Piwakawaka Mini Te Mära Reo ~ The Language Garden
Curcuma longa (Turmeric, especially the powdered root), Zingiberaceae.
From Proto Eastern Oceanic *renga ~ *rengwa, *rerengwa, "yellow material; prepared turmeric"


This word seems to have referred originally to yellow materials, especially turmeric, the powdered root of a cultivated plant of the ginger family, Curcuma longa, which was carried throughout the tropical Pacific by Austronesian explorers. In Samoa and Tonga the plant itself is known as ango, but in Eastern Polynesia reflexes of *renga seems to have included the plant as well. Throughout Polynesia words derived from *renga also generally denote the colour yellow, and also the yolk of an egg.

In Samoa the main use of tumeric is a yellow dye (lega) made from the root. In Hawaii, yellow colouring extracted from young roots was also used for a dye for tapa, but the plant had medicinal uses and religious significance as well. Isabella Abbott (Lä'au Hawai'i) notes that salt water in which the underground stem of the 'olena had been stirred was sprinkled 'on people, places and objects" in purification ceremonies (p. 116). Medicinally, strained juice from mature roots was used to treat earache and some nasal problems (p.101).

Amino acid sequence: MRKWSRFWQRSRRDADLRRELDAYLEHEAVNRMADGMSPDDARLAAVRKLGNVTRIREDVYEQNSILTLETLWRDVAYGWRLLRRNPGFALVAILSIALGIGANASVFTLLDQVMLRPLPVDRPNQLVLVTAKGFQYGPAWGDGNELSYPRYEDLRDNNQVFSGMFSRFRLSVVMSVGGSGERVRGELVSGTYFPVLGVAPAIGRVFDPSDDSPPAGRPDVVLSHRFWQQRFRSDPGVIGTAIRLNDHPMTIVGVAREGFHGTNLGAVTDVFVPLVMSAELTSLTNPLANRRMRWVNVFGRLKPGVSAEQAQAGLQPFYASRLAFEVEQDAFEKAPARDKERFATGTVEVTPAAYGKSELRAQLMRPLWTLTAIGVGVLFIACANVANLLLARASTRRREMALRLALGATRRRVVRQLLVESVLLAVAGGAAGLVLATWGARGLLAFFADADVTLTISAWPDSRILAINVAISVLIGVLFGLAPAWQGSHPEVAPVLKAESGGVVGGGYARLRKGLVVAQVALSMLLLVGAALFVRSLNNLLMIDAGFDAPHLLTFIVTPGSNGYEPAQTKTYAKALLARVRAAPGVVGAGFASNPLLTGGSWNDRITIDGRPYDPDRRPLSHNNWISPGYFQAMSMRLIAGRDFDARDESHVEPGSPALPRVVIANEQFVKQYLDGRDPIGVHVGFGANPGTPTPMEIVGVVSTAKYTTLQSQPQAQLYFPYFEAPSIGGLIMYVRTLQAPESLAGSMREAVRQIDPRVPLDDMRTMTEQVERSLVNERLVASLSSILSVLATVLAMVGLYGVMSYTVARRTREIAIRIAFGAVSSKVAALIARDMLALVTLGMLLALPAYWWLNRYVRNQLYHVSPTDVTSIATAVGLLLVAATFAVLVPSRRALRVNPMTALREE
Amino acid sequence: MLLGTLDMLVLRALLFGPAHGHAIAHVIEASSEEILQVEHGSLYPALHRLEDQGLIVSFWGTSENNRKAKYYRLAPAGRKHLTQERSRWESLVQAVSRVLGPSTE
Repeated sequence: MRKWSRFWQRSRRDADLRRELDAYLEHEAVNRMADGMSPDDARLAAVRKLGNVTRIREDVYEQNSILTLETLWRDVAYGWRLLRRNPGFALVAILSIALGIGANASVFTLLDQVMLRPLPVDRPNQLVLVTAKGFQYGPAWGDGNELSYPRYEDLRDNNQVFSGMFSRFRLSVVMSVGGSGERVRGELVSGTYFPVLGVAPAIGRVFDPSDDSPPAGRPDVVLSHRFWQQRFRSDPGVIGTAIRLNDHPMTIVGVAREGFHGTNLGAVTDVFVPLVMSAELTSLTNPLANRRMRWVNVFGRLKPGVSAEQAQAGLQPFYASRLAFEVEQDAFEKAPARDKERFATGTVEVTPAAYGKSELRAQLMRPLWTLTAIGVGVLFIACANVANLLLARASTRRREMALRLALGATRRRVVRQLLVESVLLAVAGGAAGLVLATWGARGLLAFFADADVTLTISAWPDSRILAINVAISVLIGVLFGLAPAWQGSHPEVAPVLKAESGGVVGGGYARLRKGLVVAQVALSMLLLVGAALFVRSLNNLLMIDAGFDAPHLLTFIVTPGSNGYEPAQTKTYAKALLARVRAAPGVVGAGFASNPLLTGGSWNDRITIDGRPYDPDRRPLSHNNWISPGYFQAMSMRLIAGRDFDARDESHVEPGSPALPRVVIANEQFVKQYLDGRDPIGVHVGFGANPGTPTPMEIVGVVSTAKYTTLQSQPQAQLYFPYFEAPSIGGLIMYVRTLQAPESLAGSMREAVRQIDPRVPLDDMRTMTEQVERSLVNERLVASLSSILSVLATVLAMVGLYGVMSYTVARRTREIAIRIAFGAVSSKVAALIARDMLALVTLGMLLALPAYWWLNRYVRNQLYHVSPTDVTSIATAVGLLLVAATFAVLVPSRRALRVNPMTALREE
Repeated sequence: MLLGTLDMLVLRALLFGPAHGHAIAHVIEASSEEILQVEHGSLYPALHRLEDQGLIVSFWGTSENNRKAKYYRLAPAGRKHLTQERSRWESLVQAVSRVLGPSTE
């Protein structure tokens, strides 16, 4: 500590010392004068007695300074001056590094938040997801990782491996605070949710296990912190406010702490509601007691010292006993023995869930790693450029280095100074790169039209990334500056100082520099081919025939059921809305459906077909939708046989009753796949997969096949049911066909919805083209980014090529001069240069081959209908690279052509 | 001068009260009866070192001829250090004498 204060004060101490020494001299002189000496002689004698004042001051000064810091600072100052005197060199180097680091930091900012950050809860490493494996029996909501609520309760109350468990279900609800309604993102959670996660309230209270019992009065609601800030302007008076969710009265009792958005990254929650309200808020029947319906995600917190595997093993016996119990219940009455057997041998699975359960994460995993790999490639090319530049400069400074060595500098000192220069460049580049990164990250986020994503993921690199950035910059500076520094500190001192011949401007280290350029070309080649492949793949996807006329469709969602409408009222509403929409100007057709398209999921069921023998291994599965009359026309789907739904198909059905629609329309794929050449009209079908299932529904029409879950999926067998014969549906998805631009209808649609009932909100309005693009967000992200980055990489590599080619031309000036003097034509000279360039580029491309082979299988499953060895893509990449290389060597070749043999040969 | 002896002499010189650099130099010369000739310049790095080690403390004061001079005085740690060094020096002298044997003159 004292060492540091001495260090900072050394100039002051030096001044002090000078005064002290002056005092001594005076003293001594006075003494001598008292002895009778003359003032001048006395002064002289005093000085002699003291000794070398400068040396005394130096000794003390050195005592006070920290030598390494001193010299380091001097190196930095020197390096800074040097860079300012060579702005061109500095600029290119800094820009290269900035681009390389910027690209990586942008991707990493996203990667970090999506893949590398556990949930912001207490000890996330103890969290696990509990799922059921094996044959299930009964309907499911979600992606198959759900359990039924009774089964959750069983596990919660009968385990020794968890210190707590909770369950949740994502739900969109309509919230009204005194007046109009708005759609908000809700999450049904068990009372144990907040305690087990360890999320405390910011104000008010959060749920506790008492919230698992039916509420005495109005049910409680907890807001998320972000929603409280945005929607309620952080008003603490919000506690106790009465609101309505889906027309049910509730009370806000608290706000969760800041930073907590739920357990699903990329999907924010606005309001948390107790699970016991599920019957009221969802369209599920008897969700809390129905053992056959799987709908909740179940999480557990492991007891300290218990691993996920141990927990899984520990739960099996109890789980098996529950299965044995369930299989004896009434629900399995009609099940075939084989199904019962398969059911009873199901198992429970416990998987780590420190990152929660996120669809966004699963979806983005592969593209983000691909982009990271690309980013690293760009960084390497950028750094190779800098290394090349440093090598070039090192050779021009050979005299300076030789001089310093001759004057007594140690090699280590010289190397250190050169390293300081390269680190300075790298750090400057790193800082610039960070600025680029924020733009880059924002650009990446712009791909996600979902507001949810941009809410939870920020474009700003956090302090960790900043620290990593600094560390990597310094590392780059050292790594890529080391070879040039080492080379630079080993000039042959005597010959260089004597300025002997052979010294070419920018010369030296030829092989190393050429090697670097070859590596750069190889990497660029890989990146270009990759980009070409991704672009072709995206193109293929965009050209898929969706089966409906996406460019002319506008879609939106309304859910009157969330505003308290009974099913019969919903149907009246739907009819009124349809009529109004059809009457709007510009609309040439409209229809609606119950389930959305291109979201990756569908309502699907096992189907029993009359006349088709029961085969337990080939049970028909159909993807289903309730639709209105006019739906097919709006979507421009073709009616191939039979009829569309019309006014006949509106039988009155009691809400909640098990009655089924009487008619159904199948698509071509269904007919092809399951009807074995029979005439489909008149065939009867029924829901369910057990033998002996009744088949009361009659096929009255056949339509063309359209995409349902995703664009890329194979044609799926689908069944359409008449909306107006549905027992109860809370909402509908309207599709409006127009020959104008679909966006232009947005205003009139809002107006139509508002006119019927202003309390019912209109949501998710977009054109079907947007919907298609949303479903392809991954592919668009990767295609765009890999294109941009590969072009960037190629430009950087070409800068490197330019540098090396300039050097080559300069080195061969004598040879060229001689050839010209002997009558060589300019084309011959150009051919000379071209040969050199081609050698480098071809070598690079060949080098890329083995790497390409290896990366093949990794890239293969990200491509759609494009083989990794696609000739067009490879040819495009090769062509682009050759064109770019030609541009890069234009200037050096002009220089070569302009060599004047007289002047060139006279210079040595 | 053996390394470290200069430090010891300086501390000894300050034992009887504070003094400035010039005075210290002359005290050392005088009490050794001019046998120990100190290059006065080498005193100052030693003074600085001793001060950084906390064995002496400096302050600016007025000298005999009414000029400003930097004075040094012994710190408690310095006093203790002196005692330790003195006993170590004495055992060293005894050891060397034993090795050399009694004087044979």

If the turmeric plant was carried to Aotearoa, it failed to thrive here, but the name was transferred to a local herb with tuberous roots which also had medicinal properties (see link opposite).

Tongan: Enga (Prepared root of Curcuma longa [Zingiberaceae])
Niuean: Ega ("Rosy, overripe".)
Samoan: Lega (Prepared root of C. longa).
Tahitian: Re'a (Zingiber zerumbet; C. longa)
Marquesan: 'Eka, 'Ena (C. longa)
Hawaiian: Lena (C. longa - plant; also "Yellow"); 'olena (C. longa)
Tuamotuan: Renga (C. longa)
Rarotongan: Renga (C. longa)
Maori: Rengarenga (Arthropodium cirrhatum [Anthericaceae]; also Tetragonia tetragonioides [Aizoaceae] - Rengamutu)

N Rata
Turmeric (powdered dried tuber of Curcuma longa)

N Rata
Lena (Curcuma longa) University of Hawaii

N Rata
Interior of tuber of Curcuma longa

Photographs: Taken in the ethnobotanical garden, University of Hawaii, Mänoa (R.B.) [Stem pulled out and tuber severed with permission!!]

Hue flower

Te Mära Reo, c/o Benton Family Trust, "Tumanako", RD 1, Taupiri, Waikato 3791, Aotearoa / New Zealand
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